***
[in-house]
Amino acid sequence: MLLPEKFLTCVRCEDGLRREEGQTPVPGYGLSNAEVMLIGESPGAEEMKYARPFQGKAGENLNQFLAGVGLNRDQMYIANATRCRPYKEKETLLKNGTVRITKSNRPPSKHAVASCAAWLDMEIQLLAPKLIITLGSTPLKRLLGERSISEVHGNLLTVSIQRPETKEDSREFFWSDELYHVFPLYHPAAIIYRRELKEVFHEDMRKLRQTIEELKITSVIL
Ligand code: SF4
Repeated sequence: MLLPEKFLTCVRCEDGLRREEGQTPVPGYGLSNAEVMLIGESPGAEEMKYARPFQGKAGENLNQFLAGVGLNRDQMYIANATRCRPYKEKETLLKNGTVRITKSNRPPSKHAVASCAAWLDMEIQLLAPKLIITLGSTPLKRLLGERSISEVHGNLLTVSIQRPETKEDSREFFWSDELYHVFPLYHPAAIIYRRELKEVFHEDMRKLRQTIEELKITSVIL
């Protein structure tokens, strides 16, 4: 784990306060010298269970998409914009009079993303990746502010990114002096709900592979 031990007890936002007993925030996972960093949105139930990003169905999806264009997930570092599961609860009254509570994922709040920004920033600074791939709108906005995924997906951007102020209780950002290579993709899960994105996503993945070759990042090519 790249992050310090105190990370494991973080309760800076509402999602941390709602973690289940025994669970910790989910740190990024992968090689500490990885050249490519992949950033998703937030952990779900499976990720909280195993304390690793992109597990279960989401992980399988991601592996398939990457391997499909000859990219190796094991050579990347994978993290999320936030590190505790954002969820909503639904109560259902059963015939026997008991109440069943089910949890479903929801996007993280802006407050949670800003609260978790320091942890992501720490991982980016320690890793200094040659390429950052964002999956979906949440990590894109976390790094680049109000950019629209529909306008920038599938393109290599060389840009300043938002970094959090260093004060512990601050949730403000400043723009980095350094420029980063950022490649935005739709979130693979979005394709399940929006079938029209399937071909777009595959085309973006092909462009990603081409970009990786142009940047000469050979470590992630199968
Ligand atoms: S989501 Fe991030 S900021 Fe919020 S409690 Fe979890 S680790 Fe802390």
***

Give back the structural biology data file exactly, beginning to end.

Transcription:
[in-house]
Amino acid sequence: MLLPEKFLTCVRCEDGLRREEGQTPVPGYGLSNAEVMLIGESPGAEEMKYARPFQGKAGENLNQFLAGVGLNRDQMYIANATRCRPYKEKETLLKNGTVRITKSNRPPSKHAVASCAAWLDMEIQLLAPKLIITLGSTPLKRLLGERSISEVHGNLLTVSIQRPETKEDSREFFWSDELYHVFPLYHPAAIIYRRELKEVFHEDMRKLRQTIEELKITSVIL
Ligand code: SF4
Repeated sequence: MLLPEKFLTCVRCEDGLRREEGQTPVPGYGLSNAEVMLIGESPGAEEMKYARPFQGKAGENLNQFLAGVGLNRDQMYIANATRCRPYKEKETLLKNGTVRITKSNRPPSKHAVASCAAWLDMEIQLLAPKLIITLGSTPLKRLLGERSISEVHGNLLTVSIQRPETKEDSREFFWSDELYHVFPLYHPAAIIYRRELKEVFHEDMRKLRQTIEELKITSVIL
């Protein structure tokens, strides 16, 4: 784990306060010298269970998409914009009079993303990746502010990114002096709900592979 031990007890936002007993925030996972960093949105139930990003169905999806264009997930570092599961609860009254509570994922709040920004920033600074791939709108906005995924997906951007102020209780950002290579993709899960994105996503993945070759990042090519 790249992050310090105190990370494991973080309760800076509402999602941390709602973690289940025994669970910790989910740190990024992968090689500490990885050249490519992949950033998703937030952990779900499976990720909280195993304390690793992109597990279960989401992980399988991601592996398939990457391997499909000859990219190796094991050579990347994978993290999320936030590190505790954002969820909503639904109560259902059963015939026997008991109440069943089910949890479903929801996007993280802006407050949670800003609260978790320091942890992501720490991982980016320690890793200094040659390429950052964002999956979906949440990590894109976390790094680049109000950019629209529909306008920038599938393109290599060389840009300043938002970094959090260093004060512990601050949730403000400043723009980095350094420029980063950022490649935005739709979130693979979005394709399940929006079938029209399937071909777009595959085309973006092909462009990603081409970009990786142009940047000469050979470590992630199968
Ligand atoms: S989501 Fe991030 S900021 Fe919020 S409690 Fe979890 S680790 Fe802390």